14. It is, therefore, abundantly plain that Section 178 is a provision which is contrary to Section 530(1)(a) of the Companies Act in the sense that in the ultimate analysis it removes the restriction on the right of preference for Government dues and legislatively directs the liquidator to arrange for the payment of taxes. The result, therefore, is that as per Sub-section (6) of Section 178 of the Income-tax Act, the said section shall prevail over Section 530(1)(a) of the Companies Act.
15. Even if it is assumed that either there is no contrariety between the two provisions or Section 178 has no overriding effect on Section 530(1)(a) of the Companies Act, even then the same result can be reached by another approach. Section 530(1)(a) of the Companies Act gives a limited priority to the Government. It, by implication, means that the Government should stand in the queue with other unsscured creditors to receive the pari passu distribution of the assets of the company. Section 178 of the Income-tax Act which is a subsequent legislation on the same subject, however, casts an obligation on the liquidator to set aside not only the restricted amount of tax referred to in Section 530(1)(a) of the Companies Act but the entire amount of tax due for the purpose of its payment. The subsequent legislation, therefore, submerges the effect of Section 530(1)(a) of the Companies Act. The result of the subsequent legislation is the implied repeal of Section 530(1)(a) of the Companies Act, which provided only for a limited relief for the tax due, and which now has been replaced in altogether a different form but having the effect of setting aside the entire amount of tax due for the purpose of its payment.
16. It is not in dispute that the repeal can either be express or it can be implied. It is well-settled that if the provisions of a later enactment are so inconsistent with or repugnant to the provisions of the earlier one, that the two cannot stand together, the earlier is abrogated by the later. We do not find it possible to construe the two enactments in a way that both would continue to be effective. In our view, the subject of giving limited preference to the tax claim is entirely taken over by the subsequent legislation in effect directing the payment of entire tax due.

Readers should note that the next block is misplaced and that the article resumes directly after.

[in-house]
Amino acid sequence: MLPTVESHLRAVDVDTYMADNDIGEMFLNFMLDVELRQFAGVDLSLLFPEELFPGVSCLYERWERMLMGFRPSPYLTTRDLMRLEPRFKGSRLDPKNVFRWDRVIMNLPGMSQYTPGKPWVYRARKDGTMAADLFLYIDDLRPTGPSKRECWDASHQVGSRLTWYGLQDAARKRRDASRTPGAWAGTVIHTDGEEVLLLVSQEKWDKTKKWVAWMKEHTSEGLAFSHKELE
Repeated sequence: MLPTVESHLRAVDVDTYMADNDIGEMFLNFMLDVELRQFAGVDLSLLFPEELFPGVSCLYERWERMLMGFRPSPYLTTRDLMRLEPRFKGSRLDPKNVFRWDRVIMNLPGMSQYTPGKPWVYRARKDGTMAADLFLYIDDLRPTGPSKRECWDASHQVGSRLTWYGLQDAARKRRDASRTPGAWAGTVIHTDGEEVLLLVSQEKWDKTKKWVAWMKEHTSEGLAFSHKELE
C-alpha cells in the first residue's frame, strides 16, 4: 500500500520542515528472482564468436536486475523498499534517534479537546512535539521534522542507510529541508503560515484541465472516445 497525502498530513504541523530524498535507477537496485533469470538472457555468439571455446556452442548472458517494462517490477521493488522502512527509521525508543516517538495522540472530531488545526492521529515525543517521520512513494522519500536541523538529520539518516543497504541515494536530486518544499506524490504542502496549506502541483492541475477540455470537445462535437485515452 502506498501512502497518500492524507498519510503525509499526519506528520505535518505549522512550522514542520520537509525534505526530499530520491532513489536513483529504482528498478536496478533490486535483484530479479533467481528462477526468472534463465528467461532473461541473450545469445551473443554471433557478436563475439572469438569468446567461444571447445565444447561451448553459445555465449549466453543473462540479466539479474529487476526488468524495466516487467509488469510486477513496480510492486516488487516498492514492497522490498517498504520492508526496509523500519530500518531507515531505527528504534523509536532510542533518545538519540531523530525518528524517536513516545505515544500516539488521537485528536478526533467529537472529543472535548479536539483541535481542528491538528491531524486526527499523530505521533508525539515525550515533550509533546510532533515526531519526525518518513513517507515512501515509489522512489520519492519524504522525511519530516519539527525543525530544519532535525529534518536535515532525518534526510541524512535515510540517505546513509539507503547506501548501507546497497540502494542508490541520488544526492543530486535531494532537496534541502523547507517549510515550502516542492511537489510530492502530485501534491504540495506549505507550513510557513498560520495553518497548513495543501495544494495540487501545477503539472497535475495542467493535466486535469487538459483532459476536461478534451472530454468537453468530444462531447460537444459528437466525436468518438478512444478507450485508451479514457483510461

17. We are fortified in our view by an unreported decision of the Kerala High Court in A.S. No. 224 of 1968, Application No. 81 of 1968 in B.C.P. No. 5 of 1966 dated 28th June, 1973. A Bench of that High Court held that not only the amount for which preference is given under Section 530 of the Companies Act but the entirety of the income-tax dues of the company including that which may thereafter become payable is covered by Section 178. It was also held that:
'It is difficult, therefore, to give any other meaning to the words 'set aside' under Section 178(3) than that the amount set aside is for the object of meeting the income-tax dues.'
18. Our attention, however, was drawn to the decision of the Mysore High Court in Income-tax Officer v. Official Liquidator : 63ITR810(KAR) . The following observation is sought to be relied on :
'The rule as to priorities in Section 530 of the Companies Act also does not seem to be a matter governed or to any extent affected by Section 178 of the Income-tax Act, 1961, for the simple reason that the two sections deal with two different topics and, therefore, no occasion could arise for the operation of the non-obstante clause contained in Sub-section (6) of Section 178 of the said Act.'
19. We have already stated that though Section 178 of the Income-tax Act may not speak of any priority, we find it difficult to agree with the view that Section 178 of the Income-tax Act and Section 530 of the Companies Act deal with two different topics. We have pointed out as to how Section 178 which was subsequently enacted really covers the same legislative problem. Virtually, Section 178, instead of giving the limited protection by Section 530(1)(a) of the Companies Act, gives the maximum protection in regard to the entire amount of tax dues.
20. We would like to say that it was assumed by the parties that, although Section 178 was enacted long after the amounts in the instant case had become due, still it applied to the present case. It is only on that assumption that we proceeded to deal with the matter.
21. For the reasons given above, we find ourselves unable to agree with the view taken by the official liquidator. We would, therefore, direct the liquidator to set apart and pay off the amount of tax due if an application is filed with him by the Income-tax Officer concerned. We make no provision for costs.